If you can’t see the stars, blame light pollution

Wind Cave National Park at night (Photo: Bill Gabbert)

Wind Cave National Park at night (Photo: Bill Gabbert)

During her time as a park ranger at Wind Cave National Park in western South Dakota, Diane Knutson saw a lot of stars — and a lot of dark. But when she would return to her Rapid City home, the scene was quite different, she says at TEDxRapidCity. Light pollution blocked out the stars, and outside of the city, one could hear songbirds singing mating calls in the middle of the night, their internal clocks offset due to artificial light.

Light pollution is the cause of many disruptions in the ecosystem and our lives, Knutson says, from the mistimed cries of birds to distracted insects to the purchase of blackout curtains. “We need to protect nocturnal habitats, stargazing opportunities and our nocturnal plants and animals,” she says.

80% of people in the U.S. cannot see the Milky Way from where they live due to light pollution, Knutson says. “To get to a naturally dark sky [from Rapid City], you would have to drive two hours to the corner of northwest South Dakota to an area called Slim Buttes, which has a Class 1 dark sky,” she says. A Class 1 night sky is completely naturally lit, the darkest on the Bortle scale, which is used by stargazers to classify the brightness of skies. “Rapid City is a Class 9 sky — where light pollution is 100-200 times brighter than natural darkness,” Knutson says. “But the thing is — Rapid City is not alone.”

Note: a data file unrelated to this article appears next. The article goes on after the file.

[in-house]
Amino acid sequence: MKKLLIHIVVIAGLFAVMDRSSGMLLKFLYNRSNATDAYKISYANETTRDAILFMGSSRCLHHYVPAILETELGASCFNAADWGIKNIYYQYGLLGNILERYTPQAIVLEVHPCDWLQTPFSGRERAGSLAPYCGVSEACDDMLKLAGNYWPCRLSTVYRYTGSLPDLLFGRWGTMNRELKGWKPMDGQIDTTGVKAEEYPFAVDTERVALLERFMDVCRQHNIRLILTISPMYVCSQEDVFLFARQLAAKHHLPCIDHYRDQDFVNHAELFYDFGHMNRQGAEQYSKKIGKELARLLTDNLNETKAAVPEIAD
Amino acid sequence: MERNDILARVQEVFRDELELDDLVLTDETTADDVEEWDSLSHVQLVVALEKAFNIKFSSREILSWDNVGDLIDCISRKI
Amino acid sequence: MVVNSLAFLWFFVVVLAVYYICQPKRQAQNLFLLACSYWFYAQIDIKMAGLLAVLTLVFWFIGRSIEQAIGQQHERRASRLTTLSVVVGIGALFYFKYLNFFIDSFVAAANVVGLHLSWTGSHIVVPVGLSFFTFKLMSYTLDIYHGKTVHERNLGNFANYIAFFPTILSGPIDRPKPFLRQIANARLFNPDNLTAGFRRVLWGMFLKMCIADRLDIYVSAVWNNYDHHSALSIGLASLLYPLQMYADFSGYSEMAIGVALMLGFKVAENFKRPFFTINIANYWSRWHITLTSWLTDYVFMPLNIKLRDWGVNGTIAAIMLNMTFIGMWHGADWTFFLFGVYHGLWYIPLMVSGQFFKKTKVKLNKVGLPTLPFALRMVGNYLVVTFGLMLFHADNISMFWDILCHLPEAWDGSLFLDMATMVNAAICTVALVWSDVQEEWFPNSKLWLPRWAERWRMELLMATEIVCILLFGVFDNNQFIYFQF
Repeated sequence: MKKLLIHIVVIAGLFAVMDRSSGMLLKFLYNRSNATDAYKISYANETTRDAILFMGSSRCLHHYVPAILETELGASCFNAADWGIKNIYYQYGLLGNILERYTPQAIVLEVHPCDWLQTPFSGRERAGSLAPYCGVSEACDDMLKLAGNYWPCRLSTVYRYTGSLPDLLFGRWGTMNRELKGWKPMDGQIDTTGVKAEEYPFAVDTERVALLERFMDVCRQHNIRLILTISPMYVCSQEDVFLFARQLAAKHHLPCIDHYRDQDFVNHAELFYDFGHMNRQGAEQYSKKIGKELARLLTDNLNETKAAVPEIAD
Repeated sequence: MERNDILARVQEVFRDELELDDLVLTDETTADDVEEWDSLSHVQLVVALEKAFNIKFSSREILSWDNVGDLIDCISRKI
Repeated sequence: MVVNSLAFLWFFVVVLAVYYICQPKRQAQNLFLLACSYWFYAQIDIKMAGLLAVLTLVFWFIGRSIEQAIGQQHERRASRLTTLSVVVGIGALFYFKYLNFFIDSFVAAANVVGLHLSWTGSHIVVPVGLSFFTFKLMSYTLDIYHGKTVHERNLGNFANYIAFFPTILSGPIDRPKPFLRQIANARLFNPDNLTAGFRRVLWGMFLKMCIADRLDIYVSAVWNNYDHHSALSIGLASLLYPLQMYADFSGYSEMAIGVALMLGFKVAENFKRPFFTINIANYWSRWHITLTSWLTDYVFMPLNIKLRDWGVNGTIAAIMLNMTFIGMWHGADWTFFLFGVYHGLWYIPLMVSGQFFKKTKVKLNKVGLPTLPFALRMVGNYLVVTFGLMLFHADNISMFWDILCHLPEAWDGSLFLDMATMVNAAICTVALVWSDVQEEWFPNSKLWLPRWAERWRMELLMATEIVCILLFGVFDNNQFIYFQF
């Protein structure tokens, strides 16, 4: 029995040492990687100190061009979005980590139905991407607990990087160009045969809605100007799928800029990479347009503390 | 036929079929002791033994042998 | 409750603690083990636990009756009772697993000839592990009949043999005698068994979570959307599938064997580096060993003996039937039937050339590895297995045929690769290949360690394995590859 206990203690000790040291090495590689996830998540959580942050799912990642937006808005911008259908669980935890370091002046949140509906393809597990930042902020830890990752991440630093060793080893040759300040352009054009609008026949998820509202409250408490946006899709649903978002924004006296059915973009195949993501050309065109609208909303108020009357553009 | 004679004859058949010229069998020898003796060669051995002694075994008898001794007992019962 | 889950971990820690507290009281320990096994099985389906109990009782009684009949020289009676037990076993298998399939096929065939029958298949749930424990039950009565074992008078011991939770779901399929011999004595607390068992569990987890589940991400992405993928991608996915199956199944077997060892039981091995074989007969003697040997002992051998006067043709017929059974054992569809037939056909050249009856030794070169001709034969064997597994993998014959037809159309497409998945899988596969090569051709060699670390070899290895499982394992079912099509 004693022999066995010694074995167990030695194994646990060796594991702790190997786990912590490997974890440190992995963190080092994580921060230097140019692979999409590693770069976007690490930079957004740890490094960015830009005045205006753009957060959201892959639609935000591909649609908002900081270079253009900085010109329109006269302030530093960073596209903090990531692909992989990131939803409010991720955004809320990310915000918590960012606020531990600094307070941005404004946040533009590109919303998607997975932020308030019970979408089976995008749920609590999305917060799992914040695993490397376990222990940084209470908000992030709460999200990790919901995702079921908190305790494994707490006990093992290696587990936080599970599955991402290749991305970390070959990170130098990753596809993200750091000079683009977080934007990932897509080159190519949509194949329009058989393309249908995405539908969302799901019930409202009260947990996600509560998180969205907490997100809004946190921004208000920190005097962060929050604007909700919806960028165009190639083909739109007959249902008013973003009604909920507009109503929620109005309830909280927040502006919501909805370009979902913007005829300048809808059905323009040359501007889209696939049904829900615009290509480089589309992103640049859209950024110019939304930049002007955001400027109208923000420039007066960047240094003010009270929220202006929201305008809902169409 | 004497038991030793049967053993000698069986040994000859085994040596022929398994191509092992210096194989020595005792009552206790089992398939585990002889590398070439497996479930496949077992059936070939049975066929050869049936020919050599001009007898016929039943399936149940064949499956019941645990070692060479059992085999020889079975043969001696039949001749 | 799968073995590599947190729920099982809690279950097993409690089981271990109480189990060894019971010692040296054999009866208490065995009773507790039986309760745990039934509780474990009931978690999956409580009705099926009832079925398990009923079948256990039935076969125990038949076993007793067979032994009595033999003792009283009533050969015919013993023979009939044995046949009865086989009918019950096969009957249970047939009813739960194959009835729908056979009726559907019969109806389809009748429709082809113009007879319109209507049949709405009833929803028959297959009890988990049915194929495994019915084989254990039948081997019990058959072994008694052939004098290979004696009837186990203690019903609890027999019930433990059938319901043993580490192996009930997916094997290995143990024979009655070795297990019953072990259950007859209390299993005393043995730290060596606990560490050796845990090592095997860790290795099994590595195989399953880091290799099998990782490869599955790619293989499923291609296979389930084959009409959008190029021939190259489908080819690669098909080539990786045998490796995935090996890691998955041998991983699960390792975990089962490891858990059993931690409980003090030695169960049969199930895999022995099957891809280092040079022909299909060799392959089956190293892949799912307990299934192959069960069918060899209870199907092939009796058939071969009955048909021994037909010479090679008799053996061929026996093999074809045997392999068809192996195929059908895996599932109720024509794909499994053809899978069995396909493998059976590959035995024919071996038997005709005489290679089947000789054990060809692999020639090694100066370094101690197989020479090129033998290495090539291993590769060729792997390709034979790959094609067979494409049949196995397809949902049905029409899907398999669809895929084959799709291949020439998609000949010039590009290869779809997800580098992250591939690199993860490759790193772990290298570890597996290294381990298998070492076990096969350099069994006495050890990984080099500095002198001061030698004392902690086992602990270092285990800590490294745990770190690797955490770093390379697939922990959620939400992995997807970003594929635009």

An illustration of the Bortle scale, a means of classifying the amount of visibility in an area’s night skies (Illustration:  Stellarium)

An illustration of the Bortle scale, a means of classifying the amount of visibility in an area’s night skies (Illustration: Stellarium)

So how do Class 9 areas start to see the stars again? By being careful and thoughtful about light use, Knutson says.

She advocates for the outdoor lighting plans designed by the International Dark-Sky Association (IDA), which recommend using shielded lights to minimize glare and surplus lighting, as well as bulbs with a color temperature of no more than 3,000 Kelvins, to decrease the ill effects that come of blue light, which disrupts the behavior of sea turtle hatchlings, migratory birds, and other creatures.

The International Dark-Sky Association's recommended light fixtures, those they suggest to avoid and their Kelvin chart

The International Dark-Sky Association’s recommended light fixtures, those they suggest to avoid and their Kelvin chart

When outdoor lights go upward and outward, and stay on all night, they waste a lot of energy, Knutson says. In fact, the IDA estimates that “at least 30 percent of all outdoor lighting in the U.S. alone is wasted … [which leads to] release of 21 million tons of carbon dioxide per year.”

Knutson suggests we take another look at light — for the sake of wildlife, the environment, our sleep and our stargazing.

To learn more, watch her whole talk below:

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